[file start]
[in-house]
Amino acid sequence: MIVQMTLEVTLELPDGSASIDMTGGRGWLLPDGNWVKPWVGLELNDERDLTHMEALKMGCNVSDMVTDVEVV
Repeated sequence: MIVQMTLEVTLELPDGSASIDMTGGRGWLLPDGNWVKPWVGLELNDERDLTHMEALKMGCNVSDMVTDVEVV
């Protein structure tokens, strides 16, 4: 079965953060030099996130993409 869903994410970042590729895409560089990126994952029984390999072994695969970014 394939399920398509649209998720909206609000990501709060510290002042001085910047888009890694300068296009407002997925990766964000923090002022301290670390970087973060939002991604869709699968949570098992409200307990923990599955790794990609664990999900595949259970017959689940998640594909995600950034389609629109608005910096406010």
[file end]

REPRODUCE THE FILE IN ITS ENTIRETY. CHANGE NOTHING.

[in-house]
Amino acid sequence: MIVQMTLEVTLELPDGSASIDMTGGRGWLLPDGNWVKPWVGLELNDERDLTHMEALKMGCNVSDMVTDVEVV
Repeated sequence: MIVQMTLEVTLELPDGSASIDMTGGRGWLLPDGNWVKPWVGLELNDERDLTHMEALKMGCNVSDMVTDVEVV
């Protein structure tokens, strides 16, 4: 079965953060030099996130993409 869903994410970042590729895409560089990126994952029984390999072994695969970014 394939399920398509649209998720909206609000990501709060510290002042001085910047888009890694300068296009407002997925990766964000923090002022301290670390970087973060939002991604869709699968949570098992409200307990923990599955790794990609664990999900595949259970017959689940998640594909995600950034389609629109608005910096406010």